Occasionally, Scorch decides that he would not like his breakfast. For me, that's the equivalent of not wanting to breathe. Every dog I've owned or fostered has eaten like they'll never see food again.
I've learned to accept it as one of his idiosyncrasies, but that doesn't stop me from attempting to encourage him.
Today, I set his chicken leg quarter in front of him. He sniffed it, turned his nose up, and went to lay down by the sink. I brought him over to it and started cheerleadering him.
"Get the chicken Scorchie!! Get that chicken! Good boy!"
I would praise him every time he touched it or licked it, and all I ended up with was a dog who was enthusiastically targeting the chicken. Great.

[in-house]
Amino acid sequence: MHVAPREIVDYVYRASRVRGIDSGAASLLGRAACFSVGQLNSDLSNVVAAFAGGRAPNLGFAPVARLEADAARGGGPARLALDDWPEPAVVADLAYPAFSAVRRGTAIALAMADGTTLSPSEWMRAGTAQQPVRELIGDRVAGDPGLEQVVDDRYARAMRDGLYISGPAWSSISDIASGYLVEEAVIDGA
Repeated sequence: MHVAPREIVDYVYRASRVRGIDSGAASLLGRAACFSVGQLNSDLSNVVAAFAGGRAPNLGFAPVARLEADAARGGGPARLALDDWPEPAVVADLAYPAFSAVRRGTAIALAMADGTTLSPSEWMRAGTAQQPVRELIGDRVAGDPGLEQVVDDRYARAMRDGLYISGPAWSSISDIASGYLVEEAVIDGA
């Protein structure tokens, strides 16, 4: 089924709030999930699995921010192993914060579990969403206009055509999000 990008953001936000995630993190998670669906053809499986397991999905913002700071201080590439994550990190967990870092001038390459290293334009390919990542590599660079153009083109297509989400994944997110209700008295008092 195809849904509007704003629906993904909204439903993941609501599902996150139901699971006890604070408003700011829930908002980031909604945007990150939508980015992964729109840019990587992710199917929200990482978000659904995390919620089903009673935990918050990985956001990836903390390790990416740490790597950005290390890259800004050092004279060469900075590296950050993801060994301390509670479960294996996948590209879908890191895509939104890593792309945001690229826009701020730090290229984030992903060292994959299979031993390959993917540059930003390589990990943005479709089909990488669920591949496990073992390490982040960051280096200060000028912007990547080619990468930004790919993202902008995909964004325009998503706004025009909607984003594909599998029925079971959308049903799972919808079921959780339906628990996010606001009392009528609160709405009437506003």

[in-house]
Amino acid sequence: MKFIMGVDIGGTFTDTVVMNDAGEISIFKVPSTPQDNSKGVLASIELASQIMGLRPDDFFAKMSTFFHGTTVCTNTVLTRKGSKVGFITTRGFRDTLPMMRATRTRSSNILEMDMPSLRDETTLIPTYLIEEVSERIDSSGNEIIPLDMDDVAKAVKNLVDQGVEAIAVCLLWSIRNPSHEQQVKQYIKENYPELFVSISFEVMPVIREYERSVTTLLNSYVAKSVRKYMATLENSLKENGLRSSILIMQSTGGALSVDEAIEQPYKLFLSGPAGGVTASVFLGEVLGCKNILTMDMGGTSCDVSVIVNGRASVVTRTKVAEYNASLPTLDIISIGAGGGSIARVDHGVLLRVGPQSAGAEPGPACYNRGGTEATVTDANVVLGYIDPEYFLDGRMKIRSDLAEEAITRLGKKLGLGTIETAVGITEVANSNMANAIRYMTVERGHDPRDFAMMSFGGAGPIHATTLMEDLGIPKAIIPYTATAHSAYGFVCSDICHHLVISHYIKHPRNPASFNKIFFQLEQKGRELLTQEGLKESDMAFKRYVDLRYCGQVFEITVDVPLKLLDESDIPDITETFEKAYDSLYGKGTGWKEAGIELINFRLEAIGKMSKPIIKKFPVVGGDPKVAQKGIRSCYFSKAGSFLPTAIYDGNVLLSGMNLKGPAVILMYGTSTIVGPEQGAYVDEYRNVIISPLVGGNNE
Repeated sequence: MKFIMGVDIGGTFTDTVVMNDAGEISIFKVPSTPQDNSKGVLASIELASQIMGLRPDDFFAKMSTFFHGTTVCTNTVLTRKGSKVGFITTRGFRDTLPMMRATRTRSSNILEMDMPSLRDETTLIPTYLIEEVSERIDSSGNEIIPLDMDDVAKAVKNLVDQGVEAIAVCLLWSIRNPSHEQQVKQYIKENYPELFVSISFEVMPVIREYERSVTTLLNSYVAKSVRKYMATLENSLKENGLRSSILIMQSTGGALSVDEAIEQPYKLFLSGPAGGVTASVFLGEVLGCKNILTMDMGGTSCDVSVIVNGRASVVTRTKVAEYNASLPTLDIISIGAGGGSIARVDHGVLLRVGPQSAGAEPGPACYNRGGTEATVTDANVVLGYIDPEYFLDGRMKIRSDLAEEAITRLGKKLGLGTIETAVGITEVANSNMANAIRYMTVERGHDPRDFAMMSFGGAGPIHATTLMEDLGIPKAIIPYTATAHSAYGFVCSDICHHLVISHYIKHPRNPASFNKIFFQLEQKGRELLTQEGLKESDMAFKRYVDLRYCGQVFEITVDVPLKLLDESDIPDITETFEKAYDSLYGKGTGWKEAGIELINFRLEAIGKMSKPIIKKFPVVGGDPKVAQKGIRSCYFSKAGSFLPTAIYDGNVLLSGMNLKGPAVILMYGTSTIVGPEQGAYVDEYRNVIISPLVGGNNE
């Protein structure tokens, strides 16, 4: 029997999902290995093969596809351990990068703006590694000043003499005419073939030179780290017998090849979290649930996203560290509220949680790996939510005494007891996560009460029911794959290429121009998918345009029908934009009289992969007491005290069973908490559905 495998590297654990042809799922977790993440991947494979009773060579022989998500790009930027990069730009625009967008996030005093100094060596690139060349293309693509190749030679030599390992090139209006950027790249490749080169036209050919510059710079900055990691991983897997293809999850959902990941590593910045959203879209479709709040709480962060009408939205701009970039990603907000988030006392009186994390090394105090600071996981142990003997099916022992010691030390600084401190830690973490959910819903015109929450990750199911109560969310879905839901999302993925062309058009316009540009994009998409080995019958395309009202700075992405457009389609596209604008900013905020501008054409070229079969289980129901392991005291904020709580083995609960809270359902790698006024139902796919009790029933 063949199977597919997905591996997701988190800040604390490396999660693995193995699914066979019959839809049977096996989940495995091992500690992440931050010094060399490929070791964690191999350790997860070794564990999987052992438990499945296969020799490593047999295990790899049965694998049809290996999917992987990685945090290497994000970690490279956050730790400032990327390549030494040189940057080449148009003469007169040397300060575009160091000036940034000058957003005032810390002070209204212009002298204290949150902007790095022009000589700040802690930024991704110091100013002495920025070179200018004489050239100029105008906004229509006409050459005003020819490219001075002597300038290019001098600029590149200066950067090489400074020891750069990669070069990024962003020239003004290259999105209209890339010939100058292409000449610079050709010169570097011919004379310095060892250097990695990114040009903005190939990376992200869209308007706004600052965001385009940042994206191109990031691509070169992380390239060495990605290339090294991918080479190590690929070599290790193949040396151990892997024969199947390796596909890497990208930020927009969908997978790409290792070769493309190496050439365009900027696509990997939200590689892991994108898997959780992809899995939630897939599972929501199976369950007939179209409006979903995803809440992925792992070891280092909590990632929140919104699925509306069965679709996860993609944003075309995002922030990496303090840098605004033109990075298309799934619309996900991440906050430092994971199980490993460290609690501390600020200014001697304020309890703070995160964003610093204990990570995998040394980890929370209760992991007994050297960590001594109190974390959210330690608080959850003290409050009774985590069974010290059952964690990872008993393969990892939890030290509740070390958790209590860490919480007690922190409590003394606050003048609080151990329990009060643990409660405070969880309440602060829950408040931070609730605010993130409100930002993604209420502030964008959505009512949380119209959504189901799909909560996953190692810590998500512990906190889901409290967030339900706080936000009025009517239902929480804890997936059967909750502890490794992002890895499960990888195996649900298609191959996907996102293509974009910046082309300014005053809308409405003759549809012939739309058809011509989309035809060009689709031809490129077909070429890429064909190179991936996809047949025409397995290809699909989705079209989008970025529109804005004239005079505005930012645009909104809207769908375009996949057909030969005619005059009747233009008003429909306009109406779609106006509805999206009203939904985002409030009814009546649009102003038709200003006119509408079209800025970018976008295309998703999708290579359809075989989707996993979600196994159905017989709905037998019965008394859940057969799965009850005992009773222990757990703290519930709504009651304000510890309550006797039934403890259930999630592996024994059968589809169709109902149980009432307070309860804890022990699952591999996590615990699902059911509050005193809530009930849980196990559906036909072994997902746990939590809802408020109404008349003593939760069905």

So I picked up the meal and brought it to his crate. He leaped into the air, twirling and dancing the happy dance, then ran into the crate eagerly awaiting the leg. I put it in there with him, shut the door... and he pushed it aside, laid down, and sighed.
I left him in there for a few minutes, then decided he wasn't going to eat it and let him out, shutting the crate door behind him. Wolfie, at this point, came up to see what was going on, and why his moronic brother wasn't touching a perfectly good leg quarter. Scorch lay against the closed crate door and apologetically cowered while showing Wolfie his teeth.
I patiently explained to Scorch that he could not guard his chicken if he wasn't prepared to eat it. Apparently, he did not agree. Eventually, Wolfie's desire for the abandoned food overrode Scorch's desire to be a stubborn jerk, and he is currently munching away inside his crate.
...I just don't get it.